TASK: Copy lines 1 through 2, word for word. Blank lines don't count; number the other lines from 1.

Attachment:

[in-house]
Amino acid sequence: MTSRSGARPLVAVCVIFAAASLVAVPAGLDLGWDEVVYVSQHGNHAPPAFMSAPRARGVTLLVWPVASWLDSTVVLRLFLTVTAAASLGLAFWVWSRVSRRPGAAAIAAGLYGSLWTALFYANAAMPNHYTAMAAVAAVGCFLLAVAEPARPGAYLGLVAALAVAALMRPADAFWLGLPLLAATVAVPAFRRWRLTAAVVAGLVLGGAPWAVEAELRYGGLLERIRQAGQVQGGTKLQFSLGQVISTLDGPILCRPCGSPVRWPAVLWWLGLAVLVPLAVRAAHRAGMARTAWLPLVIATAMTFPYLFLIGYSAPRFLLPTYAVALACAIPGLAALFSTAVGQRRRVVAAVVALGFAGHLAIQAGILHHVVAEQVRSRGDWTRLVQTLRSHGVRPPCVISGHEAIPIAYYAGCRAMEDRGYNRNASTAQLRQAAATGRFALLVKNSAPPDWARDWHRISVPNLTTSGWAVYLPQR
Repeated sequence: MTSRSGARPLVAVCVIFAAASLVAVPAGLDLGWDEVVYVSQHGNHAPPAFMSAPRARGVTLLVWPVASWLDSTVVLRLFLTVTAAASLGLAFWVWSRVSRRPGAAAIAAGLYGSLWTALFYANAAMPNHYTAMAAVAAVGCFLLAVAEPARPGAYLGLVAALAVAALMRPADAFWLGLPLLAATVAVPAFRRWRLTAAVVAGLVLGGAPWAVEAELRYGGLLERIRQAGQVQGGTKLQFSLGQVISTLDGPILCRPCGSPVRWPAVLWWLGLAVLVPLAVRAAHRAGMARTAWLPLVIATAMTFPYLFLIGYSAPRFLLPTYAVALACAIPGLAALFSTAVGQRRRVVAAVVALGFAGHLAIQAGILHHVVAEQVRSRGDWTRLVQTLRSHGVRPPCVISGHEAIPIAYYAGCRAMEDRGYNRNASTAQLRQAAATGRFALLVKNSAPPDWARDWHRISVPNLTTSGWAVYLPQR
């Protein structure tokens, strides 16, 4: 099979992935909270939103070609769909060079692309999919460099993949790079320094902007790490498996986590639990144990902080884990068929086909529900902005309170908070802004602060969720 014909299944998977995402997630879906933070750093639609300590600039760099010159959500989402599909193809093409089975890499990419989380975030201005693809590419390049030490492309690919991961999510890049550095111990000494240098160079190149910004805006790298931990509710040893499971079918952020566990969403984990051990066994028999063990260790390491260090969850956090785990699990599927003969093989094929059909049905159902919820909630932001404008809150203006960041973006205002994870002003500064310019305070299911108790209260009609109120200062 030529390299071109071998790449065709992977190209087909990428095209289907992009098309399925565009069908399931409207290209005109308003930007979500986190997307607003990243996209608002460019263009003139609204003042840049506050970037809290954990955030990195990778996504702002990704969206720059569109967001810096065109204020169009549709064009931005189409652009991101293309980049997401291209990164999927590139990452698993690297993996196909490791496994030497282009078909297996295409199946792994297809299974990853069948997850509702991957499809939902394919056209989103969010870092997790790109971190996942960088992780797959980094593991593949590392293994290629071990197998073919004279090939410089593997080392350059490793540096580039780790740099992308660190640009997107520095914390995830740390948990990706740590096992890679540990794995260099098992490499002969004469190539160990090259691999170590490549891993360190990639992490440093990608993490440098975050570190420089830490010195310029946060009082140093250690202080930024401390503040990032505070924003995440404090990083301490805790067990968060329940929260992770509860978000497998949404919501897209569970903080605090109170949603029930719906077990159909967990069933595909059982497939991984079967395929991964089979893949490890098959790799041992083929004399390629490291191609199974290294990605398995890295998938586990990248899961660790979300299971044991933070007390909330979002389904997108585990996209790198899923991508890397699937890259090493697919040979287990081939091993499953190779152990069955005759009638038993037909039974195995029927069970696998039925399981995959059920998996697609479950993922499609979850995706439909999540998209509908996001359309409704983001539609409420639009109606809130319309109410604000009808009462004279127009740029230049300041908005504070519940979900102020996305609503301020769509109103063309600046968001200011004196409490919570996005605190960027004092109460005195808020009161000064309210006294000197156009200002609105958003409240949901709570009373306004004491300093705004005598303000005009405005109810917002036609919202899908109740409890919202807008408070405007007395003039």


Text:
[in-house]
Amino acid sequence: MTSRSGARPLVAVCVIFAAASLVAVPAGLDLGWDEVVYVSQHGNHAPPAFMSAPRARGVTLLVWPVASWLDSTVVLRLFLTVTAAASLGLAFWVWSRVSRRPGAAAIAAGLYGSLWTALFYANAAMPNHYTAMAAVAAVGCFLLAVAEPARPGAYLGLVAALAVAALMRPADAFWLGLPLLAATVAVPAFRRWRLTAAVVAGLVLGGAPWAVEAELRYGGLLERIRQAGQVQGGTKLQFSLGQVISTLDGPILCRPCGSPVRWPAVLWWLGLAVLVPLAVRAAHRAGMARTAWLPLVIATAMTFPYLFLIGYSAPRFLLPTYAVALACAIPGLAALFSTAVGQRRRVVAAVVALGFAGHLAIQAGILHHVVAEQVRSRGDWTRLVQTLRSHGVRPPCVISGHEAIPIAYYAGCRAMEDRGYNRNASTAQLRQAAATGRFALLVKNSAPPDWARDWHRISVPNLTTSGWAVYLPQR